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FAO Honors Small Farmers in Jordan
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FAO Honors Small Farmers in Jordan
Jordan has introduced modern farming technology to overcome the challenge of feeding its population of five million. Only five percent of Jordan?s land is arable, yet with assistance from the government and FAO, the United Nations Food and Agricultural Organization, the country can now feed its population and export produce to more than thirty-three countries in the Middle East and Europe.
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Produced by UN in Action.

Find out more about the FAO's introduction of farming technology in Jordan.

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Segment 1

VOICEOVER
The Hashemite Kingdom of Jordan faces an enormous challenge -- how to feed its five million people when only five percent of its land is farmable. Spending nearly two hundred million dollars a year just to import food, Jordan knew it had to find a solution, and quickly. And it did just that. How? By harnessing the power of the small farmer. In a move that's part innovation and part miracle, Jordan managed to turn small rural farms into major food suppliers and in so doing, changed the life of local farmers in ways they could never have imagined. It's all part of a multimillion dollar national strategy, a joint effort of the government and the United Nations Food and Agricultural Organization, FAO. Awni Taema, Director-General of Jordan's Ministry of Agriculture, says all the farmers needed were up-to-date training, and a small investment.
AWNI TAEMA [Director-General, Jordan's Ministry of Agriculture]
We face a challenge in Jordan. We have to use new technologies and modern farming techniques to utilize these small farmable pieces of land to produce enough to secure food for the whole country.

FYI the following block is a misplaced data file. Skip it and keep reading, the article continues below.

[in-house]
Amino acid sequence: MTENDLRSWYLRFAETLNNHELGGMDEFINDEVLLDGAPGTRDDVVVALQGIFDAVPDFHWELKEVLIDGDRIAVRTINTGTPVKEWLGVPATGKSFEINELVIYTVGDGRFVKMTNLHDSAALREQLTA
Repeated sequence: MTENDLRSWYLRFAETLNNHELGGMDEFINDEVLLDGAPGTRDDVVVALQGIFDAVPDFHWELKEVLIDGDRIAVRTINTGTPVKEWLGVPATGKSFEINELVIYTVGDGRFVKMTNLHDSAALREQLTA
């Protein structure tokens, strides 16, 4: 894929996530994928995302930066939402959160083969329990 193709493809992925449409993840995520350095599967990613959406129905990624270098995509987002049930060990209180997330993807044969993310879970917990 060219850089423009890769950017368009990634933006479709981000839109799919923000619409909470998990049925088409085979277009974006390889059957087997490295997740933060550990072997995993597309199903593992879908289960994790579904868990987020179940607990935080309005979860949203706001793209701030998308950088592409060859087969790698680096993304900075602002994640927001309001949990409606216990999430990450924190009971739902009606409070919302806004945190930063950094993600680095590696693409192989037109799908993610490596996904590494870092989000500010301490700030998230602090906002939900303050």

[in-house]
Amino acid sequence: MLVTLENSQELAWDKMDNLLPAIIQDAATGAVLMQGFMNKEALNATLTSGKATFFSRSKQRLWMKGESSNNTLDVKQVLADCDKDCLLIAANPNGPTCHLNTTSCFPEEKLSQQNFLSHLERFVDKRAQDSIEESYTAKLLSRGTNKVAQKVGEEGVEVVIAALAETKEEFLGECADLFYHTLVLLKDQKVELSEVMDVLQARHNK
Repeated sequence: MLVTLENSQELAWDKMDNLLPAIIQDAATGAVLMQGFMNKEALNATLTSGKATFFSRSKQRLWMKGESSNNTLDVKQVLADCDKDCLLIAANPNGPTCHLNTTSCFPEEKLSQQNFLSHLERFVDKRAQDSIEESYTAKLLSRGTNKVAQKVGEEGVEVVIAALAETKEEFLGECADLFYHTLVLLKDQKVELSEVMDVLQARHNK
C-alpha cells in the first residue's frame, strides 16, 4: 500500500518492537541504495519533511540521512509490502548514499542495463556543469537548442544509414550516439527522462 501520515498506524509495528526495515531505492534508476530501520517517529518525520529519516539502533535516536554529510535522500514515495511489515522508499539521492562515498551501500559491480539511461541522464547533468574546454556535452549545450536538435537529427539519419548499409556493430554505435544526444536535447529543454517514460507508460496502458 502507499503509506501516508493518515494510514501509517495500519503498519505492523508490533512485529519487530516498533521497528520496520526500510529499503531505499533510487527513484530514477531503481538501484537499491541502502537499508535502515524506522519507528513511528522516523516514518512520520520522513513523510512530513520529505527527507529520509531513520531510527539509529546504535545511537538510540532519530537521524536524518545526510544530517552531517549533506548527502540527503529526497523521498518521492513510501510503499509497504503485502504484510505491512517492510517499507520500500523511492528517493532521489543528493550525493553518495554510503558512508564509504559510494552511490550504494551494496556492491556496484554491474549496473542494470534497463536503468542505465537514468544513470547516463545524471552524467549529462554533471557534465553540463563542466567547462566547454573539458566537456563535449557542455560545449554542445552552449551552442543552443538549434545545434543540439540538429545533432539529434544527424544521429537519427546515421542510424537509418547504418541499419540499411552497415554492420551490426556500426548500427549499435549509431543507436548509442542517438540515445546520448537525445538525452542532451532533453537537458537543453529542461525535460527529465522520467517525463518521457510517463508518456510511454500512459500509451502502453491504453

FIDDAH IBRAHIM AL-DAYAAT [Farm Owner]
They have brought in agricultural engineers who come with us into the field and teach us how to farm.
VOICEOVER
Fiddah Ibrahim Al-Dayaat is just one of thousands of farm owners now taught modern and cost-effective farming techniques, like how to harness the sun as a non-chemical pesticide and how to use easily available fertilizers to boost their crops. And she's just one of thousands to receive a small loan to modernize and expand their farms. With a few thousand dollars, Fiddah built a pond to create year-round irrigation and constructed ten green houses in which to grow vegetables in controlled conditions. So just how successful is Jordan's campaign? The country has seen its food production increase by nearly fifty percent in less than five years. Today, it exports its agricultural products to more than thirty-three countries throughout the Middle East and Europe. As for Fiddah, it also brought her something deeply personal -- in 2003 she was made "Farmer of the Year" and awarded a medal for dedication and productivity. It was an unexpected honor for a woman who only a few years ago worried about putting food on her table. United Nations Television prepared this report.